InStove In India

India School Feeding

Plans change

In 2015, InStove began negotiations with Winrock International, a large non-governmental organization with diverse programming on a plan to implement “InStoves” in several schools with Nexleaf Analytics sensors to remotely monitor their impact. However, in January, 2016, negotiations hit an impasse when USAID determined that South Sudan had become too dangerous for programming and cancelled funding, forcing Winrock to pull out.

Without a South Sudan project, InStove discussed internally how to proceed with funding designated for the project in South Sudan which had, as its outcomes, generating robust, 3rd-party impact data on our stoves and creating a path to scale. Nick Moses, Director of Technology, proposed working with Nexleaf Analytics : a nonprofit that builds sensors that remotely monitor stove usage and measure impact (and would have been used in the South Sudan project). Nexleaf was at the time developing a project in partnership with the Government of India, and the German aid organization, GIZ, to measure the impact of implementing “improved” institutional cookstoves in schools in India. Nexleaf invited InStove to participate.

InStoves were shipped in the 2nd quarter of 2016, and arrived in India where they were installed in schools and a theater community. In these schools, students/children themselves must gather the wood for the kitchen; however, deforestation makes it very difficult to gather enough wood for the “mud stoves” that are currently used to prepare food.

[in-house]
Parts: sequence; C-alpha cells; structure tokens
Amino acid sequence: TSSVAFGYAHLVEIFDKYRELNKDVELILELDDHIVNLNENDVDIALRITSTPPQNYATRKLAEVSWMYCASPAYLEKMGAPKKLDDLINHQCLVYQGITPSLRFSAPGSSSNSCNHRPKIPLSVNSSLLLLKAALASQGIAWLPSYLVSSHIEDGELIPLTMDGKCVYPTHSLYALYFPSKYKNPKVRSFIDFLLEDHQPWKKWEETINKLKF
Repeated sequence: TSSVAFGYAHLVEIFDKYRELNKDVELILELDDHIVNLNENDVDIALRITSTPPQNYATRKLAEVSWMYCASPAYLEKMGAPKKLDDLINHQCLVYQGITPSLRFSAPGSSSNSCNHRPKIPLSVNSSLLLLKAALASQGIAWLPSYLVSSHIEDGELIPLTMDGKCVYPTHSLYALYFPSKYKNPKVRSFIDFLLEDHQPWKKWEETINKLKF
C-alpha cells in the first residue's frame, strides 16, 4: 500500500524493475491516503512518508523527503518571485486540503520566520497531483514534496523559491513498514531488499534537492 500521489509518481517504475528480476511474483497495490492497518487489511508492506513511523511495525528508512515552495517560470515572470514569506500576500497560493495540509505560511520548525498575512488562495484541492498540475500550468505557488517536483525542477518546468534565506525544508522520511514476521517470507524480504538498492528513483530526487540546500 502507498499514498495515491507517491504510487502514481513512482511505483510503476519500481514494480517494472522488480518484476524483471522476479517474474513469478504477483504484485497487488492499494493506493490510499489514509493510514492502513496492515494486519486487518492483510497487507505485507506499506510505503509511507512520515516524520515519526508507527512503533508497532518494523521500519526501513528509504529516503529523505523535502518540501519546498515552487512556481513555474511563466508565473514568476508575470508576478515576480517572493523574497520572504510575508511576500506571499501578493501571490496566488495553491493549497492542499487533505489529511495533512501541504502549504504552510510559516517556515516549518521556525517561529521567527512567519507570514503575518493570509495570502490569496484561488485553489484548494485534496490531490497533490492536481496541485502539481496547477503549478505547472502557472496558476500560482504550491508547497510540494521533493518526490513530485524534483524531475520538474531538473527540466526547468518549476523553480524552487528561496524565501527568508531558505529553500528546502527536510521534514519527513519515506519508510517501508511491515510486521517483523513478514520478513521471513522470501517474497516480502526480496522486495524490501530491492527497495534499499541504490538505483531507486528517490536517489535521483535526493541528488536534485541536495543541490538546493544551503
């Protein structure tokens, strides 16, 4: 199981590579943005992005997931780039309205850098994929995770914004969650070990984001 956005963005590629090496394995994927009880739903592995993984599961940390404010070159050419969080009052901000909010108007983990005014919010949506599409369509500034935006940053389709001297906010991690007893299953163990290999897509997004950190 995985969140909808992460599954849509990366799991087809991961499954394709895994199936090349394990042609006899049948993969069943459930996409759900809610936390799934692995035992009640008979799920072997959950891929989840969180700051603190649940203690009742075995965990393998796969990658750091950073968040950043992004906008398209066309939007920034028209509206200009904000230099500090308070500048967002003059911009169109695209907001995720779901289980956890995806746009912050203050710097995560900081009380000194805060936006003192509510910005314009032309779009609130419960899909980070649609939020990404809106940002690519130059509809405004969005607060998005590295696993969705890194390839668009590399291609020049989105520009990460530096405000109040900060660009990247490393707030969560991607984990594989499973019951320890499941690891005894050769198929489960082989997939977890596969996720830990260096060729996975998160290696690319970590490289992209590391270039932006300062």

The outcomes

The project is now underway, with several months of data recorded, and more accruing daily. This is potentially the most significant placement that InStove has ever had, and we will be sharing more information about it, along with our Nexleaf Collaboration, at the ETHOS conference in January. India represents not only the second most populous country in the world, and the second-largest in terms of the climate-changing emissions from biomass consumption, this project itself has the ability and indeed the likelihood, to be recognized and scaled.

This project contributes significantly to global understanding of the impacts of quality implementations of clean, institutional, biomass cookstoves, and helps to make the business case for carbon finance of large-scale, institutional biomass cookstove projects (which in the past have received less funding than household interventions with randomized control trials).

Over the project period, this project will prove that these stoves will achieve impacts of:

  • Reducing CO2 emissions by 3,650-7,300 tons;
  • Reducing firewood consumption by 2,425-4,850 (47-95 acres of clearcut rainforest);
  • Protecting the health of hundreds of women, children, and community members from the dangers of open-fire cooking;
  • Saving at least $16,172 in fuelwood costs for each of these four institutions (potentially more than $64,000 if stoves are used more than the conservative estimate of once per day, or if firewood costs exceed the conservative estimate of $0.05 per student per week).

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